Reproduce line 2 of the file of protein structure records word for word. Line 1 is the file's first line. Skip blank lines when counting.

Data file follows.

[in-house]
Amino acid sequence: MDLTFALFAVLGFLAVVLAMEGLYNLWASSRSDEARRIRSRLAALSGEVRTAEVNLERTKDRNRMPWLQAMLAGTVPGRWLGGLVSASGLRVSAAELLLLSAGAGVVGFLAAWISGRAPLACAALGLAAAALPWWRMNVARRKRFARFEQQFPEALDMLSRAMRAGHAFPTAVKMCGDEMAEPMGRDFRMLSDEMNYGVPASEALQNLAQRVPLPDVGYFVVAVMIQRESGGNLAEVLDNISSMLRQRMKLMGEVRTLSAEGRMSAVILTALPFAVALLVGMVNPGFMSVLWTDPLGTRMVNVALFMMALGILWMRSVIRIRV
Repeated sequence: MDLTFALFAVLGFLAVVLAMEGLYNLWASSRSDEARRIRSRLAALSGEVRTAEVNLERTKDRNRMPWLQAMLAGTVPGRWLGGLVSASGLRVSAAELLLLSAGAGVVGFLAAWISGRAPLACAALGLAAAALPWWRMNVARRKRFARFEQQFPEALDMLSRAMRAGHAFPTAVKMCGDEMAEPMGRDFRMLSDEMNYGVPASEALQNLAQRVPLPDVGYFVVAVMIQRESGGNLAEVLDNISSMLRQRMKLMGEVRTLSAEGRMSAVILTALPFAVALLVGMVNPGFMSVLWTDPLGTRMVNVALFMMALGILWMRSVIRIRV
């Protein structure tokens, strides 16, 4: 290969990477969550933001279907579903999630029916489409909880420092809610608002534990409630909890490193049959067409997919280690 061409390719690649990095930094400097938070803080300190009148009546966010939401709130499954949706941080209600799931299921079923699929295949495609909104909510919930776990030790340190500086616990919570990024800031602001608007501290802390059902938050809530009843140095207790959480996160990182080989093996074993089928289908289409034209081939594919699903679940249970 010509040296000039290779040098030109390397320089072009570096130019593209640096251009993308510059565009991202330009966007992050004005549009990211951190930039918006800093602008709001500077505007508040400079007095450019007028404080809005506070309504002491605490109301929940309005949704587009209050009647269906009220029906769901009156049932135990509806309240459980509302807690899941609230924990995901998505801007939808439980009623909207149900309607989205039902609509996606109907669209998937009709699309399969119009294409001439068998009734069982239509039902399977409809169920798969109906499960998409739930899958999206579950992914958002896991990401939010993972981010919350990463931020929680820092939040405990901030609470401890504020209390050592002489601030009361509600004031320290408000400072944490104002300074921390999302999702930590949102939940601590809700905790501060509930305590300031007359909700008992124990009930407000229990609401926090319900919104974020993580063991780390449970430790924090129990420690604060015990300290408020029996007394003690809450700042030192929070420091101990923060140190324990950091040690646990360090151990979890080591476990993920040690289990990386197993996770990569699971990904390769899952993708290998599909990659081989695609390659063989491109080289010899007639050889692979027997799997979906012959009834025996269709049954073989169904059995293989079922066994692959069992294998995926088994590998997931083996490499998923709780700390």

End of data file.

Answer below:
Amino acid sequence: MDLTFALFAVLGFLAVVLAMEGLYNLWASSRSDEARRIRSRLAALSGEVRTAEVNLERTKDRNRMPWLQAMLAGTVPGRWLGGLVSASGLRVSAAELLLLSAGAGVVGFLAAWISGRAPLACAALGLAAAALPWWRMNVARRKRFARFEQQFPEALDMLSRAMRAGHAFPTAVKMCGDEMAEPMGRDFRMLSDEMNYGVPASEALQNLAQRVPLPDVGYFVVAVMIQRESGGNLAEVLDNISSMLRQRMKLMGEVRTLSAEGRMSAVILTALPFAVALLVGMVNPGFMSVLWTDPLGTRMVNVALFMMALGILWMRSVIRIRV